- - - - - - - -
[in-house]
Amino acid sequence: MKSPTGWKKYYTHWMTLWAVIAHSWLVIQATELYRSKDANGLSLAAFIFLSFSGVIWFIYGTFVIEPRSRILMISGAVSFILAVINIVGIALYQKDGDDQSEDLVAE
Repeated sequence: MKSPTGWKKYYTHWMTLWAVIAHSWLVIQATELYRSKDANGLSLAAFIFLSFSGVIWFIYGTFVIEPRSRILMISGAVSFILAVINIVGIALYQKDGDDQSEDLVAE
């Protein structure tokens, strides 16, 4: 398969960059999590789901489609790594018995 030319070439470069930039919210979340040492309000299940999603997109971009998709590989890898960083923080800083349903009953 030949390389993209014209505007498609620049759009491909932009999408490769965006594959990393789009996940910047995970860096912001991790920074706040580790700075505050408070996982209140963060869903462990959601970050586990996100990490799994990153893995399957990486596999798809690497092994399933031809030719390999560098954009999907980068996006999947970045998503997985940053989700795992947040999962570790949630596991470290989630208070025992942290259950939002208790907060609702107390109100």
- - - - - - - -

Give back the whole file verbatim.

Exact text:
[in-house]
Amino acid sequence: MKSPTGWKKYYTHWMTLWAVIAHSWLVIQATELYRSKDANGLSLAAFIFLSFSGVIWFIYGTFVIEPRSRILMISGAVSFILAVINIVGIALYQKDGDDQSEDLVAE
Repeated sequence: MKSPTGWKKYYTHWMTLWAVIAHSWLVIQATELYRSKDANGLSLAAFIFLSFSGVIWFIYGTFVIEPRSRILMISGAVSFILAVINIVGIALYQKDGDDQSEDLVAE
């Protein structure tokens, strides 16, 4: 398969960059999590789901489609790594018995 030319070439470069930039919210979340040492309000299940999603997109971009998709590989890898960083923080800083349903009953 030949390389993209014209505007498609620049759009491909932009999408490769965006594959990393789009996940910047995970860096912001991790920074706040580790700075505050408070996982209140963060869903462990959601970050586990996100990490799994990153893995399957990486596999798809690497092994399933031809030719390999560098954009999907980068996006999947970045998503997985940053989700795992947040999962570790949630596991470290989630208070025992942290259950939002208790907060609702107390109100």